Website Design Tips: Do NOT Play Unexpected Audio

Autoplay is a leading cause of visitors bouncing from your website.

It’s 2:00 AM in the morning and you are lying in bed with your significant other browsing the Internet. You discover a website, and it immediately begins playing music. In panic, you try to find the almost invisible volume icon or button on your device to turn the volume off. You leave the website as soon as possible (this is called a bounce), and never come back.

Is this what you want?

Autoplay is blocked by default by most browsers.

Most browsers block autoplay unless you meet specific requirements. For example, one requirement is that you must have interacted with the website first. This means a click or a tap on something. The Chrome browser has published their policies in this link. The Firefox browser and others have similar policies.

Autoplay may be allowed if:

  • The audio is muted or its volume is set to 0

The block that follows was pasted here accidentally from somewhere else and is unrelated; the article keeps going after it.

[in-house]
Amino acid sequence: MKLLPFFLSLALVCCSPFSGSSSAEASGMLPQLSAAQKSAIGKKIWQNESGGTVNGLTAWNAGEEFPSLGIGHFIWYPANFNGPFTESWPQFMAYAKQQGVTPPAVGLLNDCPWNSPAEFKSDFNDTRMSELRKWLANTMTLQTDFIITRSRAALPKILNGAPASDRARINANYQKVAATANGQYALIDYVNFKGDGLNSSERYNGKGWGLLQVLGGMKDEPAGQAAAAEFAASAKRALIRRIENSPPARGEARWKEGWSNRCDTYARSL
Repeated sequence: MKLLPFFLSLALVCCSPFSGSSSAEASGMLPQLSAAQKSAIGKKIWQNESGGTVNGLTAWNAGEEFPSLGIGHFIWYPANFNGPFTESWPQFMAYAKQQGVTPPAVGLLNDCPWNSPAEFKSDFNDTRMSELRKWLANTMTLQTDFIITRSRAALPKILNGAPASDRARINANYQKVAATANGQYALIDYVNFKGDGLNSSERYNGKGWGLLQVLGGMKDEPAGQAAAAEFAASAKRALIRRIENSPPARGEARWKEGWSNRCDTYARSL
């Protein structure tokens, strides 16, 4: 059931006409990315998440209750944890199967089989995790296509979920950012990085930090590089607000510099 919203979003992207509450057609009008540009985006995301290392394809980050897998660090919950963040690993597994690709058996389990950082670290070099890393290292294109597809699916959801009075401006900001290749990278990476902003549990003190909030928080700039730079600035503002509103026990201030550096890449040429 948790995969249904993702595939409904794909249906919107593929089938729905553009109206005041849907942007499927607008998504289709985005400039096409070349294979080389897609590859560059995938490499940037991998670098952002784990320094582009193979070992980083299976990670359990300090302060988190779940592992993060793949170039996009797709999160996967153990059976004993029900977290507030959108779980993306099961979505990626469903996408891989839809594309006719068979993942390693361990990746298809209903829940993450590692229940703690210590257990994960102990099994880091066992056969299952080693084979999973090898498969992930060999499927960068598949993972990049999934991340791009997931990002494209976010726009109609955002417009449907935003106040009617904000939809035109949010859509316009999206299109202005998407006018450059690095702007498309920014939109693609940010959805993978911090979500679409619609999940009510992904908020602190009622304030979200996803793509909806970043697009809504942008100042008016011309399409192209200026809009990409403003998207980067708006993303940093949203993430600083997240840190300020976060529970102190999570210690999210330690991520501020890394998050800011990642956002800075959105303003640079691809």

• The user has interacted with the site (by clicking, tapping, pressing keys, etc.)
  • If the site has been allowlisted; this may happen either automatically if the browser determines that the user engages with media frequently, or manually through preferences or other user interface features
  • If the autoplay feature policy is used to grant autoplay support to an iFrame.

Play audio using a player, not behind people’s back.

The best approach, if you want to play audio on your website, is to give your visitors a player they can interact with. Allow them to start and stop the audio, and give them an interface they can use to control the sound.

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